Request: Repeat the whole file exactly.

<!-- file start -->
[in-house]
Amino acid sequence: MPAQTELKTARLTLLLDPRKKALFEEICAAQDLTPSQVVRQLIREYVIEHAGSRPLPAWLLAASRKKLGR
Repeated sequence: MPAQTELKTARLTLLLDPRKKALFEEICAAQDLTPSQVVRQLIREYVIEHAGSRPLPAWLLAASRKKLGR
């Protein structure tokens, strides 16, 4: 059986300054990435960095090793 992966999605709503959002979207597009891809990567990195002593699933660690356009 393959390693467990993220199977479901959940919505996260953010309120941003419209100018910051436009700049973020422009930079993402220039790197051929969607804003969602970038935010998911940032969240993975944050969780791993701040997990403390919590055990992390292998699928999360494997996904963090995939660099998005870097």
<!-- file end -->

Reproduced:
[in-house]
Amino acid sequence: MPAQTELKTARLTLLLDPRKKALFEEICAAQDLTPSQVVRQLIREYVIEHAGSRPLPAWLLAASRKKLGR
Repeated sequence: MPAQTELKTARLTLLLDPRKKALFEEICAAQDLTPSQVVRQLIREYVIEHAGSRPLPAWLLAASRKKLGR
């Protein structure tokens, strides 16, 4: 059986300054990435960095090793 992966999605709503959002979207597009891809990567990195002593699933660690356009 393959390693467990993220199977479901959940919505996260953010309120941003419209100018910051436009700049973020422009930079993402220039790197051929969607804003969602970038935010998911940032969240993975944050969780791993701040997990403390919590055990992390292998699928999360494997996904963090995939660099998005870097």